Well, this is my first post here. I will start by saying that being a parent is a tough thing. It’s rewarding, but there’s a new challenge every day. My daughter, Avery, is 3 years old; a few weeks ago, it seemed she had gotten sick and no matter how many medicine or nebulizer treatments she took, it did not get better. Finally, her doctor decided to send her to get some blood work done to check for allergies. The results were unexpected to say the least.
My wife and I were told that she was allergic to milk, wheat, egg whites, and peanuts. As shocking as the news was, the most difficult thing was trying to explain it to our daughter. How do you tell a 3 year old that wants a peanut butter sandwich and a cup of milk everyday for lunch, that she can’t have any part of the meal? I’ll just say it was a difficult process. On top of constantly having to tell her she cannot have something because it would make her sick, EVERYTHING has one of the products in it. If you finally find something without those things, plan on paying an extra $5 or so. Ouch.
We decided to see an allergist who could hopefully narrow things down, and maybe open up some more foods for her again. In the mean time, our 3 year old would inform us that, “The doctor said I can’t have that,” to everything she decided she didn’t want to eat. She’s too smart for her own good sometimes. Needless to say, it was a rough two weeks waiting for the appointment with the allergist.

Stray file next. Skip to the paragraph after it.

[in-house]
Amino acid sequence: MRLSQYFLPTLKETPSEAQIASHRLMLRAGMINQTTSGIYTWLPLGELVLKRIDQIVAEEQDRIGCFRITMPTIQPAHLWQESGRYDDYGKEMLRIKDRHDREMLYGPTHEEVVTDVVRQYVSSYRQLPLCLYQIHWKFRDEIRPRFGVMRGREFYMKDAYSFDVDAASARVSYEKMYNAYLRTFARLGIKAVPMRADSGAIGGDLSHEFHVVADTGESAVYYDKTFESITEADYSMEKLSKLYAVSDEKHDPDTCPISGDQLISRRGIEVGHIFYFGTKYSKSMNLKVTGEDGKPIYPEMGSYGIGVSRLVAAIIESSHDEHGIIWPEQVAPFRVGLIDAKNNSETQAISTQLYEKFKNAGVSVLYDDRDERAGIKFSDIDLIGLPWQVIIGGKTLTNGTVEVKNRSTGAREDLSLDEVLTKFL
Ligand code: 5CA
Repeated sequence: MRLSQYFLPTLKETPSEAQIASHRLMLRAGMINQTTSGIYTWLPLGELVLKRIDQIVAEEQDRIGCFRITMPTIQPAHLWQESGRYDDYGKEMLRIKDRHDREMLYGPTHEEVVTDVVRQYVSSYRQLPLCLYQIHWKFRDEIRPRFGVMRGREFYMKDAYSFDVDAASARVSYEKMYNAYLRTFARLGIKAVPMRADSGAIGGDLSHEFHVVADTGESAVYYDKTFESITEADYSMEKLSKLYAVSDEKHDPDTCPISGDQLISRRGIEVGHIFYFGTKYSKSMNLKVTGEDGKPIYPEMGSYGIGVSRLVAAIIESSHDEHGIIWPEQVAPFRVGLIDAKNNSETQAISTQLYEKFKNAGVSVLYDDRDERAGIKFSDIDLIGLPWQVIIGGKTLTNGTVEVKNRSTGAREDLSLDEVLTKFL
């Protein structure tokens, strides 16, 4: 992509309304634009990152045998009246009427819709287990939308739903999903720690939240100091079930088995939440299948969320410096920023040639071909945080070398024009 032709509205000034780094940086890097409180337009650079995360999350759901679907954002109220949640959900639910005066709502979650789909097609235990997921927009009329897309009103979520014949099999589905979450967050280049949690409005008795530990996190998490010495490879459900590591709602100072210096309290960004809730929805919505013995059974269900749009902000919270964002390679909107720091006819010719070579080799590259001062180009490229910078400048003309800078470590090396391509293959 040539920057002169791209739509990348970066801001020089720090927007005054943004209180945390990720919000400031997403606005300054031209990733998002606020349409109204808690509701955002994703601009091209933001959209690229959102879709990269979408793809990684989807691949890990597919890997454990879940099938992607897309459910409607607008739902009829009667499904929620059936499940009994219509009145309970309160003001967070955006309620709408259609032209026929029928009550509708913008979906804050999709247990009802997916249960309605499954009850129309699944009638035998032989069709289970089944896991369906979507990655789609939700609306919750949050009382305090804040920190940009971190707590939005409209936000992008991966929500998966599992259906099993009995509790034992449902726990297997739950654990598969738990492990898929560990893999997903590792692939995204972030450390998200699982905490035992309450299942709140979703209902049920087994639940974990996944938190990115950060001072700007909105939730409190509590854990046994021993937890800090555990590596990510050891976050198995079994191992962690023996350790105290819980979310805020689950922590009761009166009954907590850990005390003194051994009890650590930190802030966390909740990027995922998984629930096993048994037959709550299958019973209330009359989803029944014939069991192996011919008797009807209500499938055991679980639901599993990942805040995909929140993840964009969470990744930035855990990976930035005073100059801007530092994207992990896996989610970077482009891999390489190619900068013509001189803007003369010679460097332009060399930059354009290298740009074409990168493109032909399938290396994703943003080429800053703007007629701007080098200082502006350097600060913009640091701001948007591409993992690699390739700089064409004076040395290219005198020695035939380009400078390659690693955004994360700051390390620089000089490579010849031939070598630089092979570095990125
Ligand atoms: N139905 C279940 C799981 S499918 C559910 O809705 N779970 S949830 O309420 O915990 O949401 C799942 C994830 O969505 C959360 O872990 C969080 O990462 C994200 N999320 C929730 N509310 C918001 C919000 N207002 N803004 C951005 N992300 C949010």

Finally, the day comes. After talking to the nurse and doctor, the nurse enters the room holding three trays. First, she has my daughter take off her shirt, and begins to draw small lines all over her back. Forty-two of them to be exact; any clue where this is heading? In the trays were forty-two separate poisoned needles. Well, not “poisoned,” but each had a different substance to check for allergic reactions. There was everything for common food allergies, to weeds and pollen, to animals. Each line on her back got a separate needle prick. Thankfully, she took it like a trooper with no complaints or crying.
The results of the test were a little confusing to me. The doctor said NONE of the spots where showing a reaction, except for the histamine which is used to be sure there are no medicines in your system that may influence the test. He then informed us that children sometimes produce anti-bodies that could be showing up on the original test.
To cut this thing down to the point, we were told that she could have wheat and eggs, but to stay away from milk and nuts. We are now working on a “trial and error” basis over two week intervals to see if we can further narrow down the problem. After we told her she could have bread again, you would have thought we gave her a pony. For lunch she had a hamburger, minus the meat, then she had some cereal for a snack, and a few vegetables with crescent rolls that were her dinner.
Bottom line is, though it was a tough situation, God answers prayers. Even if it isn’t quite the full answer you want. It’s awesome to be able to give the kid a piece of bread again if she wants it. Parenting is full of new and difficult situations, and at 3 years old, I’m sure ours are just starting. Look to God and don’t let the bad news get you down. Wouldn’t trade that little girl for anything…